While I’m no audiophile, I do appreciate good sound, and as far as I can tell, the Flatwire doesn’t color or distort the audio in any perceivable way. The stereo sounds wonderful and bass and treble response seem identical to the traditional speaker wire I replaced. To be honest, I can’t really find any flaws in the system. It’s expensive, and it requires spackling finesse which may be beyond some (including myself), but if you are in a similar bind to me, it seems like a perfect solution.


Last night I watched Episode 1 with commentary from RiffTrax. RiffTrax is the brainchild of Mike Nelson, formerly of Mystery Science Theater 3000.  If you were a fan of MST3K, you already understand the basic premise behind RiffTrax:  Mike (and friends) record a snarky commentary track to a film and release it as an mp3 file.  Simply load the file into whatever media player you choose, press play and follow the audio directions.  I understood this all in principal (especially since I beta-tested the same concept a few years ago when

 was experimenting with DVDTracks), and I loved MST when it was on the air, but I couldn’t tell if this would work or not.

When I saw that they had done Episode 1, I couldn’t resist..  The first thing you notice is that the commentary is delivered in a zip file containing an unprotected mp3 and a text file.  The text file contains some basic information and also a guide to mapping “movie time” to “audio time” with some dialog snippets to help you in case you pause or stop the film for whatever reason and lose sync between the two.  My biggest concern was the issue of sync, but the RiffTrax guys handled it very well…  At the start of the audio file there is some introductory matter, and then there were instructions to pause the audio track after a countdown and to un-pause it after “A long time ago…” faded off the screen.  In addition, they have a “robot” named DisembAudio which occasionally recites a line of dialog so you can tell if they were in sync.  In practice, I found that it didn’t really matter if they were out of sync, even if it was by a second or two, but also that unless you were pausing or whatever, you didn’t have to worry about sync at all.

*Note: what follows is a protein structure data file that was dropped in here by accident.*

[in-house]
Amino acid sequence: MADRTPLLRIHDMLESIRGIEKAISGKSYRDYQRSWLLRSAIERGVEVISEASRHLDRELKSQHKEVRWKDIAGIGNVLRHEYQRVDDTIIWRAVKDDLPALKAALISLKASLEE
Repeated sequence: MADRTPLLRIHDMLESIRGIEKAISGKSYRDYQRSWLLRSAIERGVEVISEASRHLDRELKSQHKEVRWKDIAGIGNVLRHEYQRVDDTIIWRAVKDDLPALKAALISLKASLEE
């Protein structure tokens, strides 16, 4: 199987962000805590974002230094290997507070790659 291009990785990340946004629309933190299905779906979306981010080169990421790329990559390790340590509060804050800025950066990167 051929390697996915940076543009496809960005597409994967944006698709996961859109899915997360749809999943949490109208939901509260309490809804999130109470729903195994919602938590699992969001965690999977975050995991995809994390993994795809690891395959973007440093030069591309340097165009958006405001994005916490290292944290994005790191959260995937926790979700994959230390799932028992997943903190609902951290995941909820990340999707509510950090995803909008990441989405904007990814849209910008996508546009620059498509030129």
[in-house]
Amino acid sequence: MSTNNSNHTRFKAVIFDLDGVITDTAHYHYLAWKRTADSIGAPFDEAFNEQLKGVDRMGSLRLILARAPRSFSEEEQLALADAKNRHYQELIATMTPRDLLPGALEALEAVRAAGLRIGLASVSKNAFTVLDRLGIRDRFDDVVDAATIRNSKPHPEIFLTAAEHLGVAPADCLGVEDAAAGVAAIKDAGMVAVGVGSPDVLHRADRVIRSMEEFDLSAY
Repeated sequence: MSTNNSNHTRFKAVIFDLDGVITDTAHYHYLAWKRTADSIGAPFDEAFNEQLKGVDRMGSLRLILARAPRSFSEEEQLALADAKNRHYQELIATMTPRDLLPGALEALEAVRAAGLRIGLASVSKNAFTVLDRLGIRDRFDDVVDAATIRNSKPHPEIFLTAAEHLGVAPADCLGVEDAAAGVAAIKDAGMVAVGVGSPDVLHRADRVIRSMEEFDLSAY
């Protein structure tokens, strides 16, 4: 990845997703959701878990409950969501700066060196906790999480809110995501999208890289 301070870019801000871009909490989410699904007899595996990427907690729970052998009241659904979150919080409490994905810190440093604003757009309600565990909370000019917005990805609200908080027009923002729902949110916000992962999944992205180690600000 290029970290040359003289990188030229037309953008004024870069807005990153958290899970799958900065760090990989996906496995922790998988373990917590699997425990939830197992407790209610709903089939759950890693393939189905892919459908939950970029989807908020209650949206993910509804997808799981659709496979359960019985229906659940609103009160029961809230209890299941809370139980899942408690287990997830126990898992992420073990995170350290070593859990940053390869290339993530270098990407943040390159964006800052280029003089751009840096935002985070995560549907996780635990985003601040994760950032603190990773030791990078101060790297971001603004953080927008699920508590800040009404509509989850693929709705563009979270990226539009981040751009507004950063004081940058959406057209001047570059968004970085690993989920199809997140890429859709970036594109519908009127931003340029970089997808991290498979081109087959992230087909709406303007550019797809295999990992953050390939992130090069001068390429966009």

As far as content goes, Mike has Kevin Murphy at his side for this one, who you may recognize better as the voice of Tom Servo on MST.  Other tracks feature Bill Corbett, who voiced Crow and was also a writer on the old show.  While the commentary for Episode 1 started off a little slow (just like the movie!), once they got into a groove it was like old times again.  It was a great experience, and if you are an MSTie, you owe it to yourself to grab one of their tracks and give it a go.   Obviously with my small sample size, I don’t know how much the quality varies, but for 2-3 bucks, it’s a pretty good deal.  I might even consider renting some REAL stinkers and just buying the RiffTrax that go along with them to make them watchable. :)

Stubb a Dub

Today I spent alot of time over at CSH meeting incoming freshman who are moving on floor in the fall… The ones I met seemed pretty cool, but I only met a small subset. I always love meeting the freshmen and learning their various personality quirks, etc.

I got my Portable MP3/CD Player today. While the UI is a bit cumbersome, it is finally great to be able to listen to MP3’s on the road, and the ability to store 10 albums on one CD can’t be beat…. It even supports CD-RWs!